Rhapsody in Blue almost didn't happen

December 5, 2018 | Festival Boca

In late 1923, band leader Paul Whiteman decided to commission a classical-jazz fusion (piano and orchestra) to be performed at an "experimental American music" concert in February the following year, and he asked George Gershwin to compose it (the two had collaborated before). But Gershwin declined, saying there would not be enough time to compose and revise the piece. 

But then, on January 4, 1924, the New York Tribune ran an article about the February concert that said, "George Gershwin is at work on a jazz concerto, Irving Berlin is writing a syncopated tone poem, and Victor Herbert is working on an American suite." Sandbagged, Gershwin called Whiteman and found out that one of Whiteman's competitors was planning to steal his idea of an experimental American music concert. So Gershwin agreed and five weeks of frenetic activity ensued.

Later, Gershwin told his biographer how he was inspired by a train ride from Boston to New York:

"It was on the train, with its steely rhythms, its rattle-ty bang, that is so often so stimulating to a composer – I frequently hear music in the very heart of the noise.... And there I suddenly heard, and even saw on paper – the complete construction of the Rhapsody, from beginning to end."

Rhapsody in BlueThe composition and orchestration was completed with just eight days to spare before the February 12 premiere, and an amazing cast of musical luminaries were in the audience, including Sergei Rachmaninoff, Igor Stravinsky, Leopold Stokowski and John Philip Sousa. The piece was the second to last on the program and the audience was getting impatient with all the experimental music (and the fact that the ventilation system was broken). But as soon as the music started (with the now-familiar clarinet glissando and Gershwin improvising the opening piano solo), a new page in history was written. The piece went on to become wildly popular – the first recording selling over a million copies.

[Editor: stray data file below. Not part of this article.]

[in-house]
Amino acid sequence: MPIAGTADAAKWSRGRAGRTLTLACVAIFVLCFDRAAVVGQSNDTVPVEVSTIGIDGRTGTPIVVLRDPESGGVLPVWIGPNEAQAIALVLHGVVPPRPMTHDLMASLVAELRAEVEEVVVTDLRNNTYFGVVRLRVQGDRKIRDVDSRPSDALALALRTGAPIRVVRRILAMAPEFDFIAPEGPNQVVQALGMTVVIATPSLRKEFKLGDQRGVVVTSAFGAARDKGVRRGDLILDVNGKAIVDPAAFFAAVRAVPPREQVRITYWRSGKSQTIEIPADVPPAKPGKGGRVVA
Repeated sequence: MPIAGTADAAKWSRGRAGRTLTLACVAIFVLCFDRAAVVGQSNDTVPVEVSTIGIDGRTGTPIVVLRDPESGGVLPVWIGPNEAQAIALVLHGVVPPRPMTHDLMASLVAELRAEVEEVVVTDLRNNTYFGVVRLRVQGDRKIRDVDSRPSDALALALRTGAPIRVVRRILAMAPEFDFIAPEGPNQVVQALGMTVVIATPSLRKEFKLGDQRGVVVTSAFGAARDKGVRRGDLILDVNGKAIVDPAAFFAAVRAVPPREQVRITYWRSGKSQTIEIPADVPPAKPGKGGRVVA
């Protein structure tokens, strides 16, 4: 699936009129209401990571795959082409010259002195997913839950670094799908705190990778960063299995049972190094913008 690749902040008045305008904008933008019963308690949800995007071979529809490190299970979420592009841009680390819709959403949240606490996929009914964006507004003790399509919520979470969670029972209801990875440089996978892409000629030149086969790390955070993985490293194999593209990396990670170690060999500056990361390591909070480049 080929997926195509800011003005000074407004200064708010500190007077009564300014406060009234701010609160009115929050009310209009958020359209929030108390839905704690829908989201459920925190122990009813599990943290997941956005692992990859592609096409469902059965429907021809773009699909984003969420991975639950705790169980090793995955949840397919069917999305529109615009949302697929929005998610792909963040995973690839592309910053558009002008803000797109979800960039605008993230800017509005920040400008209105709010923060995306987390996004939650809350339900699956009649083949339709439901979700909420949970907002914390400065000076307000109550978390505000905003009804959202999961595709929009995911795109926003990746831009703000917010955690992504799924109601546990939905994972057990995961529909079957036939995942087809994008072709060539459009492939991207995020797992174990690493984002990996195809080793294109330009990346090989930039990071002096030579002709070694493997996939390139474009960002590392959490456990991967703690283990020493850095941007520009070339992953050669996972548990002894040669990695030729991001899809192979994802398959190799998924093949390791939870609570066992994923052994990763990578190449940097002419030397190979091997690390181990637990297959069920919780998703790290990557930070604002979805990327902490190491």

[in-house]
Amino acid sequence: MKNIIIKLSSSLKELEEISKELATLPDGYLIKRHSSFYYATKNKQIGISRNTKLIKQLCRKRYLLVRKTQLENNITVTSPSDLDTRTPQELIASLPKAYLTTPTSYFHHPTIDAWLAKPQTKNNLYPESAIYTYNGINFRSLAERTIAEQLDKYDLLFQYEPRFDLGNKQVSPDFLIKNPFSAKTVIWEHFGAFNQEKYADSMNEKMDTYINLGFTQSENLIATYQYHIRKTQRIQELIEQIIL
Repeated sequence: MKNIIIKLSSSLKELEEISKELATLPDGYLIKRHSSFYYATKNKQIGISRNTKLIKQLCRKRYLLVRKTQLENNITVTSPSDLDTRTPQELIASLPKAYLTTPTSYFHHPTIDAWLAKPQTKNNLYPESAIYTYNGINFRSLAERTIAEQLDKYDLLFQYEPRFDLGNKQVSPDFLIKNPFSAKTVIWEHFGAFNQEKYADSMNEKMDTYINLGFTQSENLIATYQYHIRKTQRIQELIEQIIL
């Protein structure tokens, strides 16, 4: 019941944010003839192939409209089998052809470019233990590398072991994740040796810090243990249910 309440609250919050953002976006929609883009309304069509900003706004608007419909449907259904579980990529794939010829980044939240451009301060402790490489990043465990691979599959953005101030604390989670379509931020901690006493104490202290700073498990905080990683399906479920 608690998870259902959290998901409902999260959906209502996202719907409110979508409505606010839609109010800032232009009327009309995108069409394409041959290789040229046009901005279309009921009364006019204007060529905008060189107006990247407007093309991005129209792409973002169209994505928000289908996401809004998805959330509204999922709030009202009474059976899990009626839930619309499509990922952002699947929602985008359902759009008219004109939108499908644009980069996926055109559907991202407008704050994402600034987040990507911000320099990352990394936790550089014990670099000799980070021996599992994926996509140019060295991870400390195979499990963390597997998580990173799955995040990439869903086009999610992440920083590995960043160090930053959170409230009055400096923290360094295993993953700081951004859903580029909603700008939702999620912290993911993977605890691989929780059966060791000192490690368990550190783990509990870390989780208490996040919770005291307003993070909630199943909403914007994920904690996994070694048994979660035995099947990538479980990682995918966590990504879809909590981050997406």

Festival Boca will present Rhapsody in Blue: An Evening of Orchestral Favorites, on Saturday, March 2 at 7:30 pm. At the piano will be Shelly Berg, "one of the finest pianists around in the early 21st century playing modern mainstream jazz.” And The SYMPHONIA will be conducted by Festival Boca Music Director Constantine Kitsopoulos. Other pieces on the program include Ravel's Rapsodie Espagnole, Stravinsky's Firebird Suite, and Gershwin's I've Got Rhythm.

Shelly BergBerg, a South Floridian, is a Steinway piano artist and multi-Grammy nominated arranger and producer. His recording of “Rhapsody in Blue” and other Gershwin selections with the Royal Philharmonic Orchestra will soon be released worldwide by Universal Music Group.

© Festival of The Arts BOCA 2019

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